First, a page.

AUSTIN, Texas — Texas designated hitter Ivan Melendez has been on a tear as of late ... and even that may be an understatement.
The redshirt sophomore has ascended quickly to the top of the Longhorns' home run category this season, after swatting an eye-popping seven home runs in the last six games.
In UT's most recent victory over Kansas State, Melendez hit two. Following Sunday's victory Texas head coach David Pierce was asked about Melendez's power.
"I think everybody is a little taken back," Pierce said. "It's hard to believe that it's been six games in a row that he's hit home runs. It's not like they are wind-aided, or he's just getting them over the wall. He's showing his true power."
His "true power" is certainly not new. Melendez was a player both Pierce and hitting coach Sean Allen spoke of throughout the fall because of his tremendous ability to drive the ball. The power has been there during Melendez's time on the Forty Acres — it has just taken a little while to transition from pregame batting practice and into a live game.
"Ivan is just a natural hitter with huge raw power," Allen said when Melendez committed to UT. "He is big and strong and can play either corner infield position. A JUCO All-American last year at Odessa Junior College, Ivan has proven he can be a huge presence in the middle of our order."
Allen's quote hints to Melendez's past. This is his first season in Austin, and he already has become a household name in the Longhorn baseball community.
Melendez grew up in El Paso, a community he recently described as having "a strong support system." Coming out of Coronado High School, it was easy to see that he had exceptional talent, hitting .524 his senior season, while also pitching, and posting a 4.67 earned run average.
Despite his abilities as a two-way player, he had just one Div. I offer by the time his prep career wrapped up. New Mexico State, about 45 minutes away, came calling, but was only able to offer him a partial scholarship of 25 percent. Though Melendez said the school tried to get him in-state tuition, he decided going to the junior college route was going to be best for both him and his family.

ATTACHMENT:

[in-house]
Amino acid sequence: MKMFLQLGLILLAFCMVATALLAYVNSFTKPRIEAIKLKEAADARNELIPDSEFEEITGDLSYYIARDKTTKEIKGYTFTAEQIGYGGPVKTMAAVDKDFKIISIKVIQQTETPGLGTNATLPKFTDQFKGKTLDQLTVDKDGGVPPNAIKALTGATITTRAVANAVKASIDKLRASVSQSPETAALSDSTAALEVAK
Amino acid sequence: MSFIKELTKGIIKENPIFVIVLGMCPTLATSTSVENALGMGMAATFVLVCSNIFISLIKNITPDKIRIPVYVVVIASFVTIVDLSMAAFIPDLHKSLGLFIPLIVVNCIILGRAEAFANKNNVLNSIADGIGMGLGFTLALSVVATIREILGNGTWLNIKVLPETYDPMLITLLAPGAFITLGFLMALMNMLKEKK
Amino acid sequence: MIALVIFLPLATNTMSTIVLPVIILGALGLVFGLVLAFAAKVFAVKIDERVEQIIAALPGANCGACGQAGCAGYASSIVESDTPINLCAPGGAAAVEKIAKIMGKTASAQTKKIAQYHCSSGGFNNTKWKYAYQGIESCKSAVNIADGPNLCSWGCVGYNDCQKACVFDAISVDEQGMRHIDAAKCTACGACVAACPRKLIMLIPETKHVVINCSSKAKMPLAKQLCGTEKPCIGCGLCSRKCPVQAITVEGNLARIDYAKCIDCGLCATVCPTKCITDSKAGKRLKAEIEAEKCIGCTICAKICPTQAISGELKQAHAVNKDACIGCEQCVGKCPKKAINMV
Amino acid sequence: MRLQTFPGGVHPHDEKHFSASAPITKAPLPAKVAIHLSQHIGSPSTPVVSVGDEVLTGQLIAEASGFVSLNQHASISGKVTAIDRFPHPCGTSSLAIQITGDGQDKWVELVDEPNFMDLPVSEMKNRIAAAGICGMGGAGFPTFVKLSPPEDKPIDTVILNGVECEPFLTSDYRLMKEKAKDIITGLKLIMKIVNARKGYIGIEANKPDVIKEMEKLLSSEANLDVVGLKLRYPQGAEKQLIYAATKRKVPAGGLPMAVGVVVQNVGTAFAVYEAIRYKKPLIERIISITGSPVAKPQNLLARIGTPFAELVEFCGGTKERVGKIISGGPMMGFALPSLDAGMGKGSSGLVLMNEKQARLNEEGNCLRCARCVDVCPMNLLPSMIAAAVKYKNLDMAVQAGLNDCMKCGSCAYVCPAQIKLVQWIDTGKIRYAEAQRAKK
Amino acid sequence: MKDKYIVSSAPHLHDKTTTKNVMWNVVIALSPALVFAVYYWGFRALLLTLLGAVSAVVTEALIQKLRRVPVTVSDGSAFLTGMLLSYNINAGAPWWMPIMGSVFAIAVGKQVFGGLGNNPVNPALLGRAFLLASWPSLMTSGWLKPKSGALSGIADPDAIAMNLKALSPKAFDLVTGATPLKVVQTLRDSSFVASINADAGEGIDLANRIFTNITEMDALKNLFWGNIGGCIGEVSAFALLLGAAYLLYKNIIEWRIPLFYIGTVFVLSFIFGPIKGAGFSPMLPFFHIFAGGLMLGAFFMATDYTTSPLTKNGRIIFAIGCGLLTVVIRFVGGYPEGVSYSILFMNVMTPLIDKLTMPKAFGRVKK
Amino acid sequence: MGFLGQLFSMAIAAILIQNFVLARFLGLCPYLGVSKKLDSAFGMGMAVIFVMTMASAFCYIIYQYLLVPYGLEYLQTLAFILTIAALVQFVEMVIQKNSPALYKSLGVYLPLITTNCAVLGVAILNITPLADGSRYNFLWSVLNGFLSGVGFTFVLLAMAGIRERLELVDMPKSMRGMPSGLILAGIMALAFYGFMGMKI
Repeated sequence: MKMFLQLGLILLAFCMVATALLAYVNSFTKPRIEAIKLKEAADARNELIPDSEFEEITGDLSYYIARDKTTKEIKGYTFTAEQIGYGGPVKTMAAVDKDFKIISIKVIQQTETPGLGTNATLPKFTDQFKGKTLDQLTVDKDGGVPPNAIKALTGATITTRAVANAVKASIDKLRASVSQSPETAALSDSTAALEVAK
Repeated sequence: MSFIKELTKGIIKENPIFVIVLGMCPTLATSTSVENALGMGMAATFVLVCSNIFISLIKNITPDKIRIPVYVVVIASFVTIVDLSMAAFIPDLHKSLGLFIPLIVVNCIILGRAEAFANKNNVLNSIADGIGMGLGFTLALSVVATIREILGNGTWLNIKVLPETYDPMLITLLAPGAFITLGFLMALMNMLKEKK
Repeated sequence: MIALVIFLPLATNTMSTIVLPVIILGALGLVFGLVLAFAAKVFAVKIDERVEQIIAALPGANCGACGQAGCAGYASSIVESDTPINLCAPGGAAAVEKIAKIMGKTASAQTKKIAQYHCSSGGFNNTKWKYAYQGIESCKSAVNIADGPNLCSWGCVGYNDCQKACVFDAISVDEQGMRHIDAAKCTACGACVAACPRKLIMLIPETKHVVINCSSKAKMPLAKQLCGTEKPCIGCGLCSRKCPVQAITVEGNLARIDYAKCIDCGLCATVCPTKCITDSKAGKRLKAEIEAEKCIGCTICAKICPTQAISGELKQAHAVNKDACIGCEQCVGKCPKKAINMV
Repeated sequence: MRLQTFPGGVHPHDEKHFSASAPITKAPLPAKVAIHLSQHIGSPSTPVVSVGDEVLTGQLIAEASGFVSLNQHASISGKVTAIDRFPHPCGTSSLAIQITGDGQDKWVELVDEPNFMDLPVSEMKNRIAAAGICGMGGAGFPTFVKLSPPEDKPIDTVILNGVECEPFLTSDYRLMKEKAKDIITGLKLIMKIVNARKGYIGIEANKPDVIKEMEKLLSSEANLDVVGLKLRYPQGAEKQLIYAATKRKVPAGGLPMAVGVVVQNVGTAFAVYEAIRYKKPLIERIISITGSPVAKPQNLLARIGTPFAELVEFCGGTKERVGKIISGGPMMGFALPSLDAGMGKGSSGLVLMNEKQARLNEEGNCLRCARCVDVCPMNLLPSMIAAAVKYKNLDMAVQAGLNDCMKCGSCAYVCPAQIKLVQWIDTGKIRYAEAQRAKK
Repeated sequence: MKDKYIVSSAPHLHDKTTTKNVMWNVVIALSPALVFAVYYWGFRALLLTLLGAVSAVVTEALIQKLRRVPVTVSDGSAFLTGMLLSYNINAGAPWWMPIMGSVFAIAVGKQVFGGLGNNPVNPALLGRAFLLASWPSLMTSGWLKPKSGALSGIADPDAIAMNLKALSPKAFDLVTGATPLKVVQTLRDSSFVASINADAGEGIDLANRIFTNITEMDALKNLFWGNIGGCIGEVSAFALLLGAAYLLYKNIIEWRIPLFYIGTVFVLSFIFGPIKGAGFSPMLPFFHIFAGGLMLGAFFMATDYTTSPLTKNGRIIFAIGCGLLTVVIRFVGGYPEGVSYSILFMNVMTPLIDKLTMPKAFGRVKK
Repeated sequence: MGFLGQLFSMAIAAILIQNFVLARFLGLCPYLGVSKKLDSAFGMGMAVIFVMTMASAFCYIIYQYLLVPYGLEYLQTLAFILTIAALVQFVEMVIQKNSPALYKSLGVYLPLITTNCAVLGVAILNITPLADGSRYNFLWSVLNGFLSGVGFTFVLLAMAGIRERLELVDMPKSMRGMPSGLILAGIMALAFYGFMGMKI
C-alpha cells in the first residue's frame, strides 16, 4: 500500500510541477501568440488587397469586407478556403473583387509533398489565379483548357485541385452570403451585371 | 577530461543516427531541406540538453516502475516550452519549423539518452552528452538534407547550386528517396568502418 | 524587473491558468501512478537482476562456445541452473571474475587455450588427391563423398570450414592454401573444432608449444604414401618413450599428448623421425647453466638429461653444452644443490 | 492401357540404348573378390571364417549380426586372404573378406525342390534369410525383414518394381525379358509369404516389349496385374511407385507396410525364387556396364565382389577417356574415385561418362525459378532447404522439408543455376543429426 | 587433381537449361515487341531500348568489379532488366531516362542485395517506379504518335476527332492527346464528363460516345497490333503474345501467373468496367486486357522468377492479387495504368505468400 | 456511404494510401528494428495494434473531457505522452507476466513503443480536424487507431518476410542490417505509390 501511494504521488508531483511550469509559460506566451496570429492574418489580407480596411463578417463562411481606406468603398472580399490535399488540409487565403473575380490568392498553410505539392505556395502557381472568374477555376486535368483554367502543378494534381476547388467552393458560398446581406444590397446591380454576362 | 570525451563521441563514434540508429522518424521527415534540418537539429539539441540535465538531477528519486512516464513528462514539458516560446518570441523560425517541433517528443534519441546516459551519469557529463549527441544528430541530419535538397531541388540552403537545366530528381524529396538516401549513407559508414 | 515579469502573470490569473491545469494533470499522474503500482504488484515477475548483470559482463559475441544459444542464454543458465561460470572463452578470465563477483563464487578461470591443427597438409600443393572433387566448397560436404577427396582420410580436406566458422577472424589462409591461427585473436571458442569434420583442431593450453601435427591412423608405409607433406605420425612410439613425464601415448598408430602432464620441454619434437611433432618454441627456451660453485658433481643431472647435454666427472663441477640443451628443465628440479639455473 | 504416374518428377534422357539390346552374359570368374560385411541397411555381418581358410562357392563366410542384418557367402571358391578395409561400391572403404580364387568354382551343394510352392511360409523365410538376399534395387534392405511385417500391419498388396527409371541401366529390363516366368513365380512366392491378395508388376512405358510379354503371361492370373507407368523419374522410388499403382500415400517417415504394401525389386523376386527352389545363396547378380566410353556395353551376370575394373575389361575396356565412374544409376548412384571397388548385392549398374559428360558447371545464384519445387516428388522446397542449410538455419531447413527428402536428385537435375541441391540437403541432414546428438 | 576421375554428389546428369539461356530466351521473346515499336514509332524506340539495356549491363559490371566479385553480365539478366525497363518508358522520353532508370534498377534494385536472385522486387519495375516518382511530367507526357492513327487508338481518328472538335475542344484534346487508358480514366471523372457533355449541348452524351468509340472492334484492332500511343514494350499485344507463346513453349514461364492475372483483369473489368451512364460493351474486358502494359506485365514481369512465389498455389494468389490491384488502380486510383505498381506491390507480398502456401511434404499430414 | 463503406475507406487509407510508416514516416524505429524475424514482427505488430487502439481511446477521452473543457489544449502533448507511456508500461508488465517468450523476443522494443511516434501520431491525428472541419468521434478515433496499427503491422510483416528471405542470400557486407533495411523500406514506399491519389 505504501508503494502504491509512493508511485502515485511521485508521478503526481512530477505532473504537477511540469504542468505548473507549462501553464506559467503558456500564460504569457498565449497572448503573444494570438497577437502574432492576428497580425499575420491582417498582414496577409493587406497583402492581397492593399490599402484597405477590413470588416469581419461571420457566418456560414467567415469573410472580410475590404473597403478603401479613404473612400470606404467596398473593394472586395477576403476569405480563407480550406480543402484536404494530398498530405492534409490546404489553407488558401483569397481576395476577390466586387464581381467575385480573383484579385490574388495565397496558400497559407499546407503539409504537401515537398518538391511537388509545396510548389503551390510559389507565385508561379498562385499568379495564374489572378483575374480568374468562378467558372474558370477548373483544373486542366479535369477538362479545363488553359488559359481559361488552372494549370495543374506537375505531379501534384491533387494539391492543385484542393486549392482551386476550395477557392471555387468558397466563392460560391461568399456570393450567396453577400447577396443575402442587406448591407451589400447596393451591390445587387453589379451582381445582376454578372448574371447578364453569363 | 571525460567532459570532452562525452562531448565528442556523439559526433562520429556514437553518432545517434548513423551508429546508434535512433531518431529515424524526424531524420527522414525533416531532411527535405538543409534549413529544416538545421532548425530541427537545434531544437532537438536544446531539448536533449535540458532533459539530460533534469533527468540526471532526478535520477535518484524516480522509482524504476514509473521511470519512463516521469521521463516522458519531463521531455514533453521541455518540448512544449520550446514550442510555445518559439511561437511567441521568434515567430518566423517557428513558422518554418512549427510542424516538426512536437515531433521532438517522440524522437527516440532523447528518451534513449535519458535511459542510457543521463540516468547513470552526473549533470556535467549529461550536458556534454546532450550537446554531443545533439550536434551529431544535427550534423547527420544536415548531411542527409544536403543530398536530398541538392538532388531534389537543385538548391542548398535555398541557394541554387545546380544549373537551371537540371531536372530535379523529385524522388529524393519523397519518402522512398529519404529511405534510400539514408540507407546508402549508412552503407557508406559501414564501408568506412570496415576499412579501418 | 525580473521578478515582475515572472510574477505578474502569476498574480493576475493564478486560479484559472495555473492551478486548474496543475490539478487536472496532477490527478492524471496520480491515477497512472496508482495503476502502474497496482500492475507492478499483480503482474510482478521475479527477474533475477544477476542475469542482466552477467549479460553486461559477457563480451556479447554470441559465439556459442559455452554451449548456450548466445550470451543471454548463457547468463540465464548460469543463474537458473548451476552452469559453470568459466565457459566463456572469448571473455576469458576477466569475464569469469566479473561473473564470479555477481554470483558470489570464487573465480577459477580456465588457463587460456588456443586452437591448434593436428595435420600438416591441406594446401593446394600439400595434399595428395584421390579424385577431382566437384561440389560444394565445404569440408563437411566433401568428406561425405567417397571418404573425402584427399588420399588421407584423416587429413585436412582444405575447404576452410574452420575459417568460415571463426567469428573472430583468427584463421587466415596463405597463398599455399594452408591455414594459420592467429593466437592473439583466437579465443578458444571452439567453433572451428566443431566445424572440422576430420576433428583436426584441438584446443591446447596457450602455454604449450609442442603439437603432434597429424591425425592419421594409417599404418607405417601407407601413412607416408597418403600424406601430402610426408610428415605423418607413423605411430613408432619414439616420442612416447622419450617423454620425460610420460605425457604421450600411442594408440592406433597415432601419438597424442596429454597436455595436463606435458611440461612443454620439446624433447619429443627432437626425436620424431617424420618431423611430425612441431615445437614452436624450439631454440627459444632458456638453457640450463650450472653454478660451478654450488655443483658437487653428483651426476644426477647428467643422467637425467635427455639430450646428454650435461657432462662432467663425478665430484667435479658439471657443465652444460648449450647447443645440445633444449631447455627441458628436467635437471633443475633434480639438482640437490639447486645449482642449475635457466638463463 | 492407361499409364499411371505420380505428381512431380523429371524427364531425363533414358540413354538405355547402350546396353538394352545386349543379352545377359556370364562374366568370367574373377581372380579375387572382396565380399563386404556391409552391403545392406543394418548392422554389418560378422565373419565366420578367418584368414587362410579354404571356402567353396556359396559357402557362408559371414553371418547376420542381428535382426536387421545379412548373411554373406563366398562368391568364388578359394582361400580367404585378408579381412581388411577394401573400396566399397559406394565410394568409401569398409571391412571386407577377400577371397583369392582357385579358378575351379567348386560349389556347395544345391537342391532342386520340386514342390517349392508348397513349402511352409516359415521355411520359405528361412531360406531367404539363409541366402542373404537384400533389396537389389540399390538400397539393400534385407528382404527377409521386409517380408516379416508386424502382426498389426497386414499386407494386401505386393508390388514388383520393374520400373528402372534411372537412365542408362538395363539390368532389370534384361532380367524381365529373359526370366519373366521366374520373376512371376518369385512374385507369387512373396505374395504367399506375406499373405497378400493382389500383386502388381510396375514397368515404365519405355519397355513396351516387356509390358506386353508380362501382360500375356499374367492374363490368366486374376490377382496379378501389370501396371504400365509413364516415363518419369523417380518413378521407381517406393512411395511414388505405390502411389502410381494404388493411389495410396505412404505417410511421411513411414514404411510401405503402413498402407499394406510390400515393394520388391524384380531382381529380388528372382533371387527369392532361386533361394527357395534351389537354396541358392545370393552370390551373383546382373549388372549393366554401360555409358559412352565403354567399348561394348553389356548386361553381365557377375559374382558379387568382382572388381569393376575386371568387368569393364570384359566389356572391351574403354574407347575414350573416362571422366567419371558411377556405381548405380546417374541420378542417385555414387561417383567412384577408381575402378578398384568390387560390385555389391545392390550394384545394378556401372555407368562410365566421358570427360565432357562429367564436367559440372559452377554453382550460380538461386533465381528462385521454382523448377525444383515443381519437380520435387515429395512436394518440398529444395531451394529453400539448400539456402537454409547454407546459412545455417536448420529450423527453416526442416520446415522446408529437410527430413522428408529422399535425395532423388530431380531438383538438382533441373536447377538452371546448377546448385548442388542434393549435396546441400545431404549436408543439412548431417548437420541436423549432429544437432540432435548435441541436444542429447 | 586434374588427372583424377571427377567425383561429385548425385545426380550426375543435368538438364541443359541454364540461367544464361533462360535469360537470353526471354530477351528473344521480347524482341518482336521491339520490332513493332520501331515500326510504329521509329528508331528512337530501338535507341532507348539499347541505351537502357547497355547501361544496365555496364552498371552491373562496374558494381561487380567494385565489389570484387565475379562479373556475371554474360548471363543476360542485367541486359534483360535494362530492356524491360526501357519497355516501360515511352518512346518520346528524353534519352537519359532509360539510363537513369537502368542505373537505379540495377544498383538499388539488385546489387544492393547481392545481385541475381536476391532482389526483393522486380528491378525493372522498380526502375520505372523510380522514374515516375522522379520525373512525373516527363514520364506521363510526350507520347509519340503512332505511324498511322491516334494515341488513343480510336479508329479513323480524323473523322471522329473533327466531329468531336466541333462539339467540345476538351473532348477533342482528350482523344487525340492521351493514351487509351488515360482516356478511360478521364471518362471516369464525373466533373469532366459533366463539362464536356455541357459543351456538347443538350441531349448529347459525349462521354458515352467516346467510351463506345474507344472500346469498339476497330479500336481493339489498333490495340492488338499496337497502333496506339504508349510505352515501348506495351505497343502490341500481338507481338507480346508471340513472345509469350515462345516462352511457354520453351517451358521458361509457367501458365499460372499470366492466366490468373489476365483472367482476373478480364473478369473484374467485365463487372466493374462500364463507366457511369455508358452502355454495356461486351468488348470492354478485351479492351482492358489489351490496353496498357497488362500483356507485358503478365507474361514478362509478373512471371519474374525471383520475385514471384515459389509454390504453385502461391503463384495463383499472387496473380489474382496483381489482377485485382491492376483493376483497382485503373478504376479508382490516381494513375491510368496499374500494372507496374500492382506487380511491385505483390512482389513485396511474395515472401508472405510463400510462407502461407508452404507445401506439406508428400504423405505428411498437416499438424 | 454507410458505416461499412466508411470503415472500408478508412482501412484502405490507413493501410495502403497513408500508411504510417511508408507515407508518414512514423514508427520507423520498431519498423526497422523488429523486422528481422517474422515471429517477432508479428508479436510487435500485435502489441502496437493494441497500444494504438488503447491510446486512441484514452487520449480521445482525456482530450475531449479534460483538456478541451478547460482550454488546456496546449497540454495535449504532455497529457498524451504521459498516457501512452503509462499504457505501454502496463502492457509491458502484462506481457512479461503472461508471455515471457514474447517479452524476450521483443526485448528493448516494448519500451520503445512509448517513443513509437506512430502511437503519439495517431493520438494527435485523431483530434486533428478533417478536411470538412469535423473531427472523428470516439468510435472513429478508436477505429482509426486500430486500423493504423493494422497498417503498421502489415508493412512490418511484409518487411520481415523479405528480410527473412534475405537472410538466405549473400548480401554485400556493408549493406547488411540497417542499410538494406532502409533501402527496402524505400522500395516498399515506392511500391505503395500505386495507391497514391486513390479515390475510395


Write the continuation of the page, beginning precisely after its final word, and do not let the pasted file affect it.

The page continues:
"Out of high school, I had about four or five (JUCO offers), and they all offered me two-way," Melendez said. "I only had one Div. I offer out of high school, which was New Mexico State, but it was very little, probably the least amount they could offer, like 25 percent. They tried to get me in-state tuition to try to work things out, but it didn't work out for my family and I. I thought going JUCO was the best decision."
He headed to Odessa College, where head coach Kurtis Lay recruited Melendez after realizing what a versatile all-around player he is.
"I was fortunate enough to get Ivan and his family to come down in the summer before his senior year," Lay said. "In fact a former player of mine was in El Paso, and he said, 'I've got this kid, Ivan Melendez. You really need to check him out.' I joke with a lot of people that Ivan was good at third base, and had the potential to swing the bat with some power. But what a lot of people don't realize is that Ivan, going into his senior year, was also 89 to 90 on the pitcher's mound. Anytime you get a (player with a) 90-mile-per-hour arm that's uncommitted, you certainly snatch that guy up.
"How hitting translates to the college level varies year to year with guy to guy. Sometimes you get it right, sometimes you don't. But the radar gun doesn't lie."
A shoulder injury during Melendez's freshman year ended the possibility of him being a two-way player, but perhaps it was a blessing in disguise. Melendez showed the potential to excel on the mound, but his hitting became the primary focus at that point, as he hit .411 with 17 home runs on his way to earning National Junior College Association of America (NJCAA) All-America honors his freshman year.
As with every slugger, everybody has a different "Ivan Melendez home run memory." For Lay, it came during Melendez's freshman year.
"It was a conference game, tied ballgame. We were playing Midland College," Lay said, "and I believe it was (a) full count. Ivan sits there with two strikes, and they've got a highway that runs behind their ballpark. It didn't get to the highway, but I'm pretty sure the ball was still going up on its way out of the ballpark. It wasn't mishit. It was on the screws — it was absolutely crushed."
A large part of Melendez's immense power comes from his approach. By approaching every at-bat the same, he is able to eliminate some variables in his swing.
"I just (try) to stick to my routine, whether it's going great or whether it's going bad," Melendez said. "One day you 0-for-3, one day you go 2-for-3, you just got to keep working. Sometimes you can't control your result, but you can control how hard you worked."
With his home run streak at seven over six games, and just two games away from tying the NCAA record, it would be understandable if Melendez entered Tuesday's game against Nevada with a different mindset. But when speaking Sunday with the media, he said that he is more focused on the team's performance than on his own accolades.
"I don't really think about it, but I just go out there, try to hit the ball and help the team win," Melendez said. "I see it on my social media and everything, but I try to clear it. I don't want it to be a distraction. I just go out there and play."